Niccolo (Mac) Vitelli is the eldest of three brothers and leads their family after their beloved father dies. Their father was a builder and his sons continue in this family trade. At first... See full summary »
It's the start of the 20th century, and Tuccio, resident playwright of a theatre repertory company offers the owners of the company his new play, "Illuminata". They reject it, saying it's ... See full summary »
Fioravante decides to become a professional Don Juan as a way of making money to help his cash-strapped friend, Murray. With Murray acting as his "manager", the duo quickly finds themselves caught up in the crosscurrents of love and money.
A down-and-dirty musical set in the world of working-class New York, tells a story of a husband's journey into infidelity and redemption when he must choose between his seductive mistress and his beleaguered wife.
In Rehearsal for a Sicilian Tragedy, actor John Turturro (Barton Fink, Do the Right Thing) takes audiences on a haunting, intimate journey to his maternal homeland of Sicily. There, while ... See full summary »
Aptly titled film is a colorful celebration of Neapolitan Music!
This film will inevitably be compared to Wim Wenders' & Ry Cooder's 'Buena Vista Social Club,' and that's a good thing (and perhaps a not-so-good thing). The comparison gets to the heart of the matter like bright staccato phrase, pointing the reader to an awakening of an older (and sleeping) musical tradition, one influenced by numerous other traditions. The not-so-good? Some viewers will remember the fuzzy focus and the hand-held chaos of parts of BVSC, the parts that made some people sea-sick. Worry not - 'Passione' is a film that benefited from much more planning than Cooder & Wenders had time for, so there will be no nausea in the aisles.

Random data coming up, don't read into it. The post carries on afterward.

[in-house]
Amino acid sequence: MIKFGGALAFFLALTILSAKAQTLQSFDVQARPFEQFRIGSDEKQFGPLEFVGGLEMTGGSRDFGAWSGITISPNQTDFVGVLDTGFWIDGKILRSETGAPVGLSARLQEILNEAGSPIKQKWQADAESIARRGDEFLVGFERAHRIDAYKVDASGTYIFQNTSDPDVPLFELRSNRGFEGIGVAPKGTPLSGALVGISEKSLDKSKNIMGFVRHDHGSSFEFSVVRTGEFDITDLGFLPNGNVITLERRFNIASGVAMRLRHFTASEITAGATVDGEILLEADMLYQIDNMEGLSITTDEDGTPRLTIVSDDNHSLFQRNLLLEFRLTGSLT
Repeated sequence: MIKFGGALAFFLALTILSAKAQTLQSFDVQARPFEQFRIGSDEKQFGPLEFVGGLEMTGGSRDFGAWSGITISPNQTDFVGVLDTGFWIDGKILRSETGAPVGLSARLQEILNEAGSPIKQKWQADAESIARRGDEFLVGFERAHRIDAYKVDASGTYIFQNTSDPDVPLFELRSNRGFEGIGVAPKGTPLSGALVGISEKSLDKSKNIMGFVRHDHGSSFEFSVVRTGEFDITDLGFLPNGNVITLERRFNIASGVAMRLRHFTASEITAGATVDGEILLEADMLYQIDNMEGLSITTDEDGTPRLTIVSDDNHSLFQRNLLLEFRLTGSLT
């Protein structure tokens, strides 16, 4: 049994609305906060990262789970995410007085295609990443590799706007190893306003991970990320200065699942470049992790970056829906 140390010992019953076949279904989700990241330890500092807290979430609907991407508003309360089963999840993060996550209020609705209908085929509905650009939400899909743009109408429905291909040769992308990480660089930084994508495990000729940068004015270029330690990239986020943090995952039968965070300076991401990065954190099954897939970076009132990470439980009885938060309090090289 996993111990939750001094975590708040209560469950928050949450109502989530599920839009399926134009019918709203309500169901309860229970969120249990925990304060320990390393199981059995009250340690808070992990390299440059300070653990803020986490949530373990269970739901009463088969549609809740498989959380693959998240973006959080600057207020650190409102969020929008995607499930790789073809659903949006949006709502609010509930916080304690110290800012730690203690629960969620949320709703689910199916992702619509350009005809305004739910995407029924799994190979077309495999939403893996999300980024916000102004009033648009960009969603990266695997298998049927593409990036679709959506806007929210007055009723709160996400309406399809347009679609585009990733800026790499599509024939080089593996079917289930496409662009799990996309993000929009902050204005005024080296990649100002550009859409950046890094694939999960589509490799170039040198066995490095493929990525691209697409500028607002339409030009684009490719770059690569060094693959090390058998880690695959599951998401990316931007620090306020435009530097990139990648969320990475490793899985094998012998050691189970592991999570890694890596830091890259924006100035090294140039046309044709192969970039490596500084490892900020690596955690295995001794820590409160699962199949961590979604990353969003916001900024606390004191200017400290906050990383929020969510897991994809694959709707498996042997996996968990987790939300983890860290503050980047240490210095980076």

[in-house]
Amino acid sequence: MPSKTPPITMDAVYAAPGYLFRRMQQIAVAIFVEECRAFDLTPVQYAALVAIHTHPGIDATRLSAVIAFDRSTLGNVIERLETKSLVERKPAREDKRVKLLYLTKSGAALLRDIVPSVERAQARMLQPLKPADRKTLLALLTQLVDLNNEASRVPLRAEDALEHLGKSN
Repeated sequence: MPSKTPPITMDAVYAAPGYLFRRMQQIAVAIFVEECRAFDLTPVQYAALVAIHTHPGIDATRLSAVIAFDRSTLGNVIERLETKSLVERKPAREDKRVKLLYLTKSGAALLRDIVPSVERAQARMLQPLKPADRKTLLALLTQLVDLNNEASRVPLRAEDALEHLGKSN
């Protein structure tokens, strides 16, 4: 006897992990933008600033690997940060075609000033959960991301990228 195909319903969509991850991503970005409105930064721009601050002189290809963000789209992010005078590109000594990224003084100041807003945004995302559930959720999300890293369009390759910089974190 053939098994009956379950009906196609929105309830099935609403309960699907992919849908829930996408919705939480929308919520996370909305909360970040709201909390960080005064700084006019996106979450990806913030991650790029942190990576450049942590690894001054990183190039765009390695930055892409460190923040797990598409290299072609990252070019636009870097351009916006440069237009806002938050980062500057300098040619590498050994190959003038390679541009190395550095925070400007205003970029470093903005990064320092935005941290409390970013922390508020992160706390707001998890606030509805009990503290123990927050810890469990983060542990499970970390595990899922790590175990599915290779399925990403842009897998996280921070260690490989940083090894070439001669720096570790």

Using the many-faced city of Naples as a whole other character, John Turturro shows his love of the many styles of music found there with sweeping vistas and color-drenched intimate closeups of dancers and lovers and people on the street.
The audience is introduced to the sons of Naples' original recorder of music, who captured sounds around the turn of the 19th century on wax cylinders. Along the way through an almost-aimless dance in the cobbled streets of Napoli, we learn of the many influences benefiting old Neapolitan music - African, Spanish, French, and even jazz. It will be all you can do to keep yourself from leaping out of your seat to dance...
I can't wait for this to come out on DVD - what a blast it was to see it opening night at CineQuest this year!
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